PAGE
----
In first place, but Detroit Tigers still not clicking yet

By Rob Parker, ClickOnDetroit.com Sports Columnist, @RobParkerLocal4
Published On: Apr 25 2014 07:28:30 AM EDT
DETROIT -

Yes, the Tigers are in first place.

On Thursday, they beat the Chicago White Sox, 7-4, at Comerica Park to earn a split in the four-series.

Still, it's hard to imagine that winning the American League Central will be a foregone conclusion as it basically has been the last three seasons.

Not only is the division much better, the Tigers aren't as good as they were a year ago - at least, on paper.

Nonetheless, the Tigers should be better than their 11-8 record after 19 games, especially when you look at the starting pitching they are getting this far.

Before Max Scherzer allowed just two earned runs in six innings of work to earn the victory over Chicago, the starters had an impressive 2.96 ERA - but a lousy 6-6 record.

"That's a nice feeling knowing we haven't played our best ball," said leftfielder Rajai Davis, who had a solo homer and three RBI on the day. "Yet, we're in a good position.

"I have a feeling we're going to make a run, we're going to be tough as the season goes on and we're going to get better."

That improvement needs to start with the bullpen that entered the game with a bloated 5.60 ERA. In three innings of relief Thursday, the pen gave up two runs on four hits.

The hitting has been very inconsistent, scoring two or less runs in eight of their first 16 games. In fact, coming into Thursday, they had the fourth-fewest RBI in the league.

And the fielding has been shoddy at times, too. They committed another error Thursday for their 15th of the season. Detroit is fifth-worst in catching the ball.

"That's baseball sometimes, especially at this level," Scherzer said. "You have to realize we're facing some good teams.

"There are just going to be times we're going to be inconsistent as a whole, different parts of the game, all three phases."

The Tigers' upcoming road trip might tell us a little bit more about this team. They head to Minnesota, Chicago and Kansas City for an eight-game road trip against all division rivals.

"It's going to be tough," centerfielder Austin Jackson said. "We've had a target on our backs for some years now.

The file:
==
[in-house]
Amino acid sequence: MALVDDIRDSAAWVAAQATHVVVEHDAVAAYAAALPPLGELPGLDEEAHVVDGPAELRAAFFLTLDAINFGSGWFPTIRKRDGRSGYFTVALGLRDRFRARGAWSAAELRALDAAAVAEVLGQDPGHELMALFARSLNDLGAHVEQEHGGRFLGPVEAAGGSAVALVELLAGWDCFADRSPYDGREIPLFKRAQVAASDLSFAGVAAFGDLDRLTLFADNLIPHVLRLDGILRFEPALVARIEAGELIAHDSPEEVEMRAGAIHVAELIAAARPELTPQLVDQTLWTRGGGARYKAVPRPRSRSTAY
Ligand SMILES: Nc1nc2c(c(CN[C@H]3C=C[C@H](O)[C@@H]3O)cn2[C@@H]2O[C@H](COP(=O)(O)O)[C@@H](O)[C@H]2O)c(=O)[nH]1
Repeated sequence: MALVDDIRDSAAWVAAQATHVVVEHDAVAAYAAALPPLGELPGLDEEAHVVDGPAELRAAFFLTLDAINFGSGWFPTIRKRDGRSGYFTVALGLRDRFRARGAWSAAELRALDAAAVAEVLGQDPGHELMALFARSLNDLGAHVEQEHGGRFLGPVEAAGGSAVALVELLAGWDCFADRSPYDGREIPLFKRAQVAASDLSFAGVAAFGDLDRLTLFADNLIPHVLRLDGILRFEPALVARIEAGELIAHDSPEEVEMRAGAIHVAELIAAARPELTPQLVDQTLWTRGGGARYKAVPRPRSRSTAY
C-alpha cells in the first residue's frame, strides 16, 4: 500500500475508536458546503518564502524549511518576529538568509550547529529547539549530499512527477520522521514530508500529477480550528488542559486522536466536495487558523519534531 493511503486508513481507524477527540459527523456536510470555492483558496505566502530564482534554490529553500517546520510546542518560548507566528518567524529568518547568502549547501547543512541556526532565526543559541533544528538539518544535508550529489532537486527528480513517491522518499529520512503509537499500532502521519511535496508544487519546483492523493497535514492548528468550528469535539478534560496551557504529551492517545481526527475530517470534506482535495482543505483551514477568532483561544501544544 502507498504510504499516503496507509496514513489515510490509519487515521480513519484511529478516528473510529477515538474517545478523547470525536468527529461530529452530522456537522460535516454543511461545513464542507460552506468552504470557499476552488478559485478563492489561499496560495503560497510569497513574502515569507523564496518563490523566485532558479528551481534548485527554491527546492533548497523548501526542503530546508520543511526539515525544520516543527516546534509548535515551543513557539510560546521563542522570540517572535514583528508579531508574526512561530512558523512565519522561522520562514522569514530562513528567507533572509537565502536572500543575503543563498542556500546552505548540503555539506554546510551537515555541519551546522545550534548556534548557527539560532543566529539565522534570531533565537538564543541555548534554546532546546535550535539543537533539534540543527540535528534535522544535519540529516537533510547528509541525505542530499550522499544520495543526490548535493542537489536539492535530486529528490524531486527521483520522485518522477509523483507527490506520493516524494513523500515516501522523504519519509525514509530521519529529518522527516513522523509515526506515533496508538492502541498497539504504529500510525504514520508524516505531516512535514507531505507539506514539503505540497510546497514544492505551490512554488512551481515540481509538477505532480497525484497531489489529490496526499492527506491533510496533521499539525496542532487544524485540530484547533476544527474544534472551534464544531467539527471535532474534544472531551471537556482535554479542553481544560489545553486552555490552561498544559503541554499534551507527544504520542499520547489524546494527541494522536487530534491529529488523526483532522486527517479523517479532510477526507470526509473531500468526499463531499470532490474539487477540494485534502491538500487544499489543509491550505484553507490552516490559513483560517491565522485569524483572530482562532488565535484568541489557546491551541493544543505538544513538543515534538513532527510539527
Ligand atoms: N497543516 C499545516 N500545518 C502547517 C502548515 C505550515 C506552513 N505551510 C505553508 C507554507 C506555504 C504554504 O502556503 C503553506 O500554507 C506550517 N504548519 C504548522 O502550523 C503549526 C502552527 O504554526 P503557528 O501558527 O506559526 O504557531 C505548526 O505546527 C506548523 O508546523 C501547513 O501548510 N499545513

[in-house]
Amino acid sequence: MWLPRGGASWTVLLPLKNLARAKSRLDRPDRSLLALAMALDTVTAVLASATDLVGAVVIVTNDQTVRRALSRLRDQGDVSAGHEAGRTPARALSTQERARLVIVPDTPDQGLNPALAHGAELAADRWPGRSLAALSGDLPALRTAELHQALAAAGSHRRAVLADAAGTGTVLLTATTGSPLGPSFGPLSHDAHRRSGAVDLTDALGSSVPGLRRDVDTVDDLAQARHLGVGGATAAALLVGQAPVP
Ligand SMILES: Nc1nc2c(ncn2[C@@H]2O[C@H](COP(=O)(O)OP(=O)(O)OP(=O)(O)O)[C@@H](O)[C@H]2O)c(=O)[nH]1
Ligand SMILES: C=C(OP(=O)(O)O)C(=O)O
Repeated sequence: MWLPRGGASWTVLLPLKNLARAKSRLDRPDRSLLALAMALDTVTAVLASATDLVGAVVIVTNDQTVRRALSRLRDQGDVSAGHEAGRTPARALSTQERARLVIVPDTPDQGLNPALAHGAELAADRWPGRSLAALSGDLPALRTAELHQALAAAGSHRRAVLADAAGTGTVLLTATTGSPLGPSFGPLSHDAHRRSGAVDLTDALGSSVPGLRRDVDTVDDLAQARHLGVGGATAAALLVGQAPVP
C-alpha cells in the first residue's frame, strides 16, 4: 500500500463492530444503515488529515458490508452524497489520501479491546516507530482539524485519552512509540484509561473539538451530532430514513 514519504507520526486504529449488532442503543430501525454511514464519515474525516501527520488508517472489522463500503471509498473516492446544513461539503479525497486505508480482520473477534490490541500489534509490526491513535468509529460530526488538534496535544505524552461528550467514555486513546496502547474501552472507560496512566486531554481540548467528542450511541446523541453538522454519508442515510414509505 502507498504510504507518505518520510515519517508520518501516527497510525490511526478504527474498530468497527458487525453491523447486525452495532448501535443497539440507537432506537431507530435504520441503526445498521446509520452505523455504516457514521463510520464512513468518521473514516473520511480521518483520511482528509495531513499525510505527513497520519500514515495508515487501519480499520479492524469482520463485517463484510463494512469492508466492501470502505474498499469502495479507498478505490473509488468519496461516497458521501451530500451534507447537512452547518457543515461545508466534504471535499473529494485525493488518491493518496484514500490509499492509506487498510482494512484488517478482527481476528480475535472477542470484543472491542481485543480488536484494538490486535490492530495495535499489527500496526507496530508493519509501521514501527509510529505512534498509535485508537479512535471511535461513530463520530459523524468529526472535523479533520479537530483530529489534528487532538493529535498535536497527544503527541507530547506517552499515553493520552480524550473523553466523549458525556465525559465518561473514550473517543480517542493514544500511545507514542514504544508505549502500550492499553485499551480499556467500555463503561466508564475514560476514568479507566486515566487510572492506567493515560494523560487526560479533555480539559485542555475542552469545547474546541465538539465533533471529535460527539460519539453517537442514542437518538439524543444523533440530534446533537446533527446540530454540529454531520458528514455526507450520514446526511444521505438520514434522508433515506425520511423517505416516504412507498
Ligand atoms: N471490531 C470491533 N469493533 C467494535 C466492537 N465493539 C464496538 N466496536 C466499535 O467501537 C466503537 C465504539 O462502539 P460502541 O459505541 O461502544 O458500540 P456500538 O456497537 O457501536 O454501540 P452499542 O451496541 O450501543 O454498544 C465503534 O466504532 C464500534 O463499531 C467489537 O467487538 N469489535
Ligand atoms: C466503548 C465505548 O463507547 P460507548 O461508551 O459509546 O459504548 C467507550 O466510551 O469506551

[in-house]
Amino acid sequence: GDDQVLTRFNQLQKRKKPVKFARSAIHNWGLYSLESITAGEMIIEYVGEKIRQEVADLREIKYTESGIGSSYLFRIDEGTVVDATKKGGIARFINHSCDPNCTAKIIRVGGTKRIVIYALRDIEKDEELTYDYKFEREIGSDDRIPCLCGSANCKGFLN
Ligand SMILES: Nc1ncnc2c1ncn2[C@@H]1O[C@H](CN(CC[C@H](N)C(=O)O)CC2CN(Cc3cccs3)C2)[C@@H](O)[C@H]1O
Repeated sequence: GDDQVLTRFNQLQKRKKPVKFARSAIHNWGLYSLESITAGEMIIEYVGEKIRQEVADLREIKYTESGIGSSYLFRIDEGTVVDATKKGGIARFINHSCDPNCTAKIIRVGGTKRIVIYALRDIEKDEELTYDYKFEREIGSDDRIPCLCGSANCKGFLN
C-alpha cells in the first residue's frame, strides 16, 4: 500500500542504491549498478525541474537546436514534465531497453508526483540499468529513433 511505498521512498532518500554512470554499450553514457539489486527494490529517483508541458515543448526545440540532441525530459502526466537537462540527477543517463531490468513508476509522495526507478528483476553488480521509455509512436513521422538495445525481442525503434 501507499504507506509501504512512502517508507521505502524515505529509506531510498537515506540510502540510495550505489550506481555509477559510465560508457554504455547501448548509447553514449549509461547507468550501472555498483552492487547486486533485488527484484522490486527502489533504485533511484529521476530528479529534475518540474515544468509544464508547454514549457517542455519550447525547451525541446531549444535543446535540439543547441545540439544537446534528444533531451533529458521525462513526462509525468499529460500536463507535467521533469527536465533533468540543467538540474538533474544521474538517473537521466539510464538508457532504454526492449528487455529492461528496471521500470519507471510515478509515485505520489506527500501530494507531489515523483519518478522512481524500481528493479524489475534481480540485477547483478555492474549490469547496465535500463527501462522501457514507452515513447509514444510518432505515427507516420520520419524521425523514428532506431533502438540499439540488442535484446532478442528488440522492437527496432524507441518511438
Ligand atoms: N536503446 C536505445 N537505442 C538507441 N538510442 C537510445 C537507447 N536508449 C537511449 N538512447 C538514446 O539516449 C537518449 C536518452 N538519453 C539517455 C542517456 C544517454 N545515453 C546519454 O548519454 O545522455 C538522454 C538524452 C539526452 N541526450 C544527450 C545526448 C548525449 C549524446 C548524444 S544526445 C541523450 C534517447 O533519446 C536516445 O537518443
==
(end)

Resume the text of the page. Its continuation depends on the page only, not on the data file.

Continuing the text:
"Every time, we're playing somebody in our division, it's going to be a tough game."

Open Letter to NBA Players

To: NBA Players

From: Rob Parker

Re: Increasing age limit

New NBA commissioner Adam Silver must be stopped.

His idea to increase the age for draft eligibility is just plain wrong.

Currently, a player must be 19 or one year removed from his high school graduating class to enter the draft.

Now, Silver wants to raise the age limit to 20.

In no other field would you stop a prodigy. Kids have played Carnegie Hall, graduated college at 10 and become a medical doctor at 17.

Yet, the NBA wants to stump the growth of talented young men. Shame on Silver.

Sadly, the players and its union sold out new players when they agreed to the 19 year old rule.

Now, Silver wants you to put another knife in the backs of NBA hopeful. Worse, for no legitimate reason.

Honestly, it's hard to look at the rules with age limits in the NBA and NFL and not think race has something to do with it.

In all other sports, they celebrate a prodigy, a young person who is good enough to play at a high level at a young age.

Read and learn.

The youngest MLB player was Joe Nuxhall. He pitched for the Cincinnati Reds at age 15 in 1944.

NHL goalie Dominik Hasek turned pro at age 16 in his native Czechoslovakia. Many break into the NHL at the ripe age of 18.

In tennis, Michael Chang was the youngest male player to win a Grand Slam singles title. He was 17 when he won the French Open in 1989.

Just two years ago, Andy Zhang, at 14, became the youngest golfer to compete in the U.S. Open.

So stop the noise about age in sports. It's about ability. Period.

Moses Malone, Kevin Garnett, Kobe Bryant and LeBron James all excelled in the pros without playing a minute of college basketball.

Have some high-schoolers or one-and-done college players failed? Sure.

Still, the onus is on the owners and team general managers, not the underclassmen.

If they are not ready for the league, don't draft them.

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